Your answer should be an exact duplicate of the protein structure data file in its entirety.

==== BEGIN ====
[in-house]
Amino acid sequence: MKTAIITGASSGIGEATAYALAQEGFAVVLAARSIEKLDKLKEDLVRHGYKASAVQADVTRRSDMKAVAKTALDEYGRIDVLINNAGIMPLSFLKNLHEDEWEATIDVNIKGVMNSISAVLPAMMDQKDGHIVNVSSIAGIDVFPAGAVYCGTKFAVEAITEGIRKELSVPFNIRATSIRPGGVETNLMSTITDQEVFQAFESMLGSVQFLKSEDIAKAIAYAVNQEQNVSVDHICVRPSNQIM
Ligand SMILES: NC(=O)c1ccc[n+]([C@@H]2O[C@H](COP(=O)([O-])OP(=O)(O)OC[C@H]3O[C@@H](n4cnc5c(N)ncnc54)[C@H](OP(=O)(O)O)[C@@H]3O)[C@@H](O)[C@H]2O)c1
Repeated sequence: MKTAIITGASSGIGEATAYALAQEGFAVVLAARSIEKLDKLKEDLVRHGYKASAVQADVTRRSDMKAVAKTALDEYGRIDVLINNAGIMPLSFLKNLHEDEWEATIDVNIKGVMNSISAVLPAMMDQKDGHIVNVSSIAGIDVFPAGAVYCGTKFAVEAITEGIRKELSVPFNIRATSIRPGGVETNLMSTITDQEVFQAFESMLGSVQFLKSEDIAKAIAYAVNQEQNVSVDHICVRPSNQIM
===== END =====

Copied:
[in-house]
Amino acid sequence: MKTAIITGASSGIGEATAYALAQEGFAVVLAARSIEKLDKLKEDLVRHGYKASAVQADVTRRSDMKAVAKTALDEYGRIDVLINNAGIMPLSFLKNLHEDEWEATIDVNIKGVMNSISAVLPAMMDQKDGHIVNVSSIAGIDVFPAGAVYCGTKFAVEAITEGIRKELSVPFNIRATSIRPGGVETNLMSTITDQEVFQAFESMLGSVQFLKSEDIAKAIAYAVNQEQNVSVDHICVRPSNQIM
Ligand SMILES: NC(=O)c1ccc[n+]([C@@H]2O[C@H](COP(=O)([O-])OP(=O)(O)OC[C@H]3O[C@@H](n4cnc5c(N)ncnc54)[C@H](OP(=O)(O)O)[C@@H]3O)[C@@H](O)[C@H]2O)c1
Repeated sequence: MKTAIITGASSGIGEATAYALAQEGFAVVLAARSIEKLDKLKEDLVRHGYKASAVQADVTRRSDMKAVAKTALDEYGRIDVLINNAGIMPLSFLKNLHEDEWEATIDVNIKGVMNSISAVLPAMMDQKDGHIVNVSSIAGIDVFPAGAVYCGTKFAVEAITEGIRKELSVPFNIRATSIRPGGVETNLMSTITDQEVFQAFESMLGSVQFLKSEDIAKAIAYAVNQEQNVSVDHICVRPSNQIM